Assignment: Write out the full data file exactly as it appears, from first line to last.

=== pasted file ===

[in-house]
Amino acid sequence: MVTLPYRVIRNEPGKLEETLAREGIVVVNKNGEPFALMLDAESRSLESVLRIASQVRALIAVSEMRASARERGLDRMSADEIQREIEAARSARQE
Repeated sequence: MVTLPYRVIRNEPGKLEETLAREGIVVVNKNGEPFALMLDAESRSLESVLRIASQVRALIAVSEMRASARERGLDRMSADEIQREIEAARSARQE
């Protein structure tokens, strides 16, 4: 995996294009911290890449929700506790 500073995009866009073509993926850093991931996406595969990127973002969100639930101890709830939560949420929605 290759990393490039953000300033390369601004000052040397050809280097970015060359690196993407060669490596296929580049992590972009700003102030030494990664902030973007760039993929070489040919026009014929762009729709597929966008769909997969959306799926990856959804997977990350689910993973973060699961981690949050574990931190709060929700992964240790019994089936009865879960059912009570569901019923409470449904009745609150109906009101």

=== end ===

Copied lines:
[in-house]
Amino acid sequence: MVTLPYRVIRNEPGKLEETLAREGIVVVNKNGEPFALMLDAESRSLESVLRIASQVRALIAVSEMRASARERGLDRMSADEIQREIEAARSARQE
Repeated sequence: MVTLPYRVIRNEPGKLEETLAREGIVVVNKNGEPFALMLDAESRSLESVLRIASQVRALIAVSEMRASARERGLDRMSADEIQREIEAARSARQE
């Protein structure tokens, strides 16, 4: 995996294009911290890449929700506790 500073995009866009073509993926850093991931996406595969990127973002969100639930101890709830939560949420929605 290759990393490039953000300033390369601004000052040397050809280097970015060359690196993407060669490596296929580049992590972009700003102030030494990664902030973007760039993929070489040919026009014929762009729709597929966008769909997969959306799926990856959804997977990350689910993973973060699961981690949050574990931190709060929700992964240790019994089936009865879960059912009570569901019923409470449904009745609150109906009101």